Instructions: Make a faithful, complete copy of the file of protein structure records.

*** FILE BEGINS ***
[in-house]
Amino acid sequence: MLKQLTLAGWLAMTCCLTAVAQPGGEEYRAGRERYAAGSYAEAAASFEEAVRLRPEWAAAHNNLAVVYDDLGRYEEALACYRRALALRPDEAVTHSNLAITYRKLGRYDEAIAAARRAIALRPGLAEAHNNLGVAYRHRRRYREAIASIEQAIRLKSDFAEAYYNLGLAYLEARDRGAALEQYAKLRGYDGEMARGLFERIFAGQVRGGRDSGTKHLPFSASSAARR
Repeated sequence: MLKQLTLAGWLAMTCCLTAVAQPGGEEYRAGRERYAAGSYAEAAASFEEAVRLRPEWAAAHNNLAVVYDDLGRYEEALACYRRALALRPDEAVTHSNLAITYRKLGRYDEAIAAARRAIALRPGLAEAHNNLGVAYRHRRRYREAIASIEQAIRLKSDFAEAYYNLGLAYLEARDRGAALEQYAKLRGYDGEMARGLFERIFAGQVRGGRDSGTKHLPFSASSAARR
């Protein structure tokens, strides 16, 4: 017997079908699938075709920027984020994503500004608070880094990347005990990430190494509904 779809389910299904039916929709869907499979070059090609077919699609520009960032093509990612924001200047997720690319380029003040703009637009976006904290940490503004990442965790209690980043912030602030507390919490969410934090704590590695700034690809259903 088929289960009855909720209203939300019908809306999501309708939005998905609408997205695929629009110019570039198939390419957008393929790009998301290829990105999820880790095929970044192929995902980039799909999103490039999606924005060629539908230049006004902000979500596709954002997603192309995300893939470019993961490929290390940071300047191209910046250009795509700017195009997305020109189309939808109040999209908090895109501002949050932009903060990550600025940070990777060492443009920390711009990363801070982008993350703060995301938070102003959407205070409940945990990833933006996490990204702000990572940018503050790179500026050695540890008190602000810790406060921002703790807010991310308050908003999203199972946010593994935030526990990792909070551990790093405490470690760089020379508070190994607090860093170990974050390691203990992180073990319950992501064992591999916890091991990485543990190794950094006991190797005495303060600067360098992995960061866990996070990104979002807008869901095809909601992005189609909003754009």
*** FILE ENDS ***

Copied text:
[in-house]
Amino acid sequence: MLKQLTLAGWLAMTCCLTAVAQPGGEEYRAGRERYAAGSYAEAAASFEEAVRLRPEWAAAHNNLAVVYDDLGRYEEALACYRRALALRPDEAVTHSNLAITYRKLGRYDEAIAAARRAIALRPGLAEAHNNLGVAYRHRRRYREAIASIEQAIRLKSDFAEAYYNLGLAYLEARDRGAALEQYAKLRGYDGEMARGLFERIFAGQVRGGRDSGTKHLPFSASSAARR
Repeated sequence: MLKQLTLAGWLAMTCCLTAVAQPGGEEYRAGRERYAAGSYAEAAASFEEAVRLRPEWAAAHNNLAVVYDDLGRYEEALACYRRALALRPDEAVTHSNLAITYRKLGRYDEAIAAARRAIALRPGLAEAHNNLGVAYRHRRRYREAIASIEQAIRLKSDFAEAYYNLGLAYLEARDRGAALEQYAKLRGYDGEMARGLFERIFAGQVRGGRDSGTKHLPFSASSAARR
């Protein structure tokens, strides 16, 4: 017997079908699938075709920027984020994503500004608070880094990347005990990430190494509904 779809389910299904039916929709869907499979070059090609077919699609520009960032093509990612924001200047997720690319380029003040703009637009976006904290940490503004990442965790209690980043912030602030507390919490969410934090704590590695700034690809259903 088929289960009855909720209203939300019908809306999501309708939005998905609408997205695929629009110019570039198939390419957008393929790009998301290829990105999820880790095929970044192929995902980039799909999103490039999606924005060629539908230049006004902000979500596709954002997603192309995300893939470019993961490929290390940071300047191209910046250009795509700017195009997305020109189309939808109040999209908090895109501002949050932009903060990550600025940070990777060492443009920390711009990363801070982008993350703060995301938070102003959407205070409940945990990833933006996490990204702000990572940018503050790179500026050695540890008190602000810790406060921002703790807010991310308050908003999203199972946010593994935030526990990792909070551990790093405490470690760089020379508070190994607090860093170990974050390691203990992180073990319950992501064992591999916890091991990485543990190794950094006991190797005495303060600067360098992995960061866990996070990104979002807008869901095809909601992005189609909003754009």